6. Leftists tend to hate anything that has an image of being strong, good and successful. They hate America, they hate Western civilization, they hate white males, they hate rationality. The reasons that leftists give for hating the West, etc. clearly do not correspond with their real motives. They SAY they hate the West because it is warlike, imperialistic, sexist, ethnocentric and so forth, but where these same faults appear in socialist countries or in primitive cultures, the leftist finds excuses for them, or at best he GRUDGINGLY admits that they exist; whereas he ENTHUSIASTICALLY points out (and often greatly exaggerates) these faults where they appear in Western civilization. Thus it is clear that these faults are not the leftist’s real motive for hating America and the West. He hates America and the West because they are strong and successful.
  7. Words like “self-confidence,” “self-reliance,” “initiative”, “enterprise,” “optimism,” etc. play little role in the liberal and leftist vocabulary. The leftist is anti-individualistic, pro-collectivist. He wants society to solve everyone’s needs for them, take care of them. He is not the sort of person who has an inner sense of confidence in his own ability to solve his own problems and satisfy his own needs. The leftist is antagonistic to the concept of competition because, deep inside, he feels like a loser.
  8. Art forms that appeal to modern leftist intellectuals tend to focus on sordidness, defeat and despair, or else they take an orgiastic tone, throwing off rational control as if there were no hope of accomplishing anything through rational calculation and all that was left was to immerse oneself in the sensations of the moment.
  9. Modern leftist philosophers tend to dismiss reason, science, objective reality and to insist that everything is culturally relative. It is true that one can ask serious questions about the foundations of scientific knowledge and about how, if at all, the concept of objective reality can be defined. But it is obvious that modern leftist philosophers are not simply cool-headed logicians systematically analyzing the foundations of knowledge. They are deeply involved emotionally in their attack on truth and reality. They attack these concepts because of their own psychological needs. For one thing, their attack is an outlet for hostility, and, to the extent that it is successful, it satisfies the drive for power. More importantly, the leftist hates science and rationality because they classify certain beliefs as true (i.e., successful, superior) and other beliefs as false (i.e. failed, inferior). The leftist’s feelings of inferiority run so deep that he cannot tolerate any classification of some things as successful or superior and other things as failed or inferior. This also underlies the rejection by many leftists of the concept of mental illness and of the utility of IQ tests. Leftists are antagonistic to genetic explanations of human abilities or behavior because such explanations tend to make some persons appear superior or inferior to others. Leftists prefer to give society the credit or blame for an individual’s ability or lack of it. Thus if a person is “inferior” it is not his fault, but society’s, because he has not been brought up properly.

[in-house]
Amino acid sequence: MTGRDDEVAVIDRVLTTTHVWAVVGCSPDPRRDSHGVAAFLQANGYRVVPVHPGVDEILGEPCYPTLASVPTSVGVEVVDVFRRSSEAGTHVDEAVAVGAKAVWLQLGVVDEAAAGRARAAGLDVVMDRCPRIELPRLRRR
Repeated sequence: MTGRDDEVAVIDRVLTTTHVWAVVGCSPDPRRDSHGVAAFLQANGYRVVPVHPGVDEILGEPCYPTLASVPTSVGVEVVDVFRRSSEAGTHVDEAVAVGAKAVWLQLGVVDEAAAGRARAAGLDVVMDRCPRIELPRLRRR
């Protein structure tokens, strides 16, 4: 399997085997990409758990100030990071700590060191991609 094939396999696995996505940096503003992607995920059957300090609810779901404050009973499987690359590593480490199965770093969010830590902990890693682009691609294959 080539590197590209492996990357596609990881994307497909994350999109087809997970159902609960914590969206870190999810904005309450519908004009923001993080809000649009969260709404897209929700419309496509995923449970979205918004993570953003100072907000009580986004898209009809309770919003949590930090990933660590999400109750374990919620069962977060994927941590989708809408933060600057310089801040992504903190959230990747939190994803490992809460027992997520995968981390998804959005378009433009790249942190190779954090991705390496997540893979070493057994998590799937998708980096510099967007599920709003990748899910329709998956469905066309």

10. The leftist is not typically the kind of person whose feelings of inferiority make him a braggart, an egotist, a bully, a self-promoter, a ruthless competitor. This kind of person has not wholly lost faith in himself. He has a deficit in his sense of power and self-worth, but he can still conceive of himself as having the capacity to be strong, and his efforts to make himself strong produce his unpleasant behavior. [1] But the leftist is too far gone for that. His feelings of inferiority are so ingrained that he cannot conceive of himself as individually strong and valuable. Hence the collectivism of the leftist. He can feel strong only as a member of a large organization or a mass movement with which he identifies himself.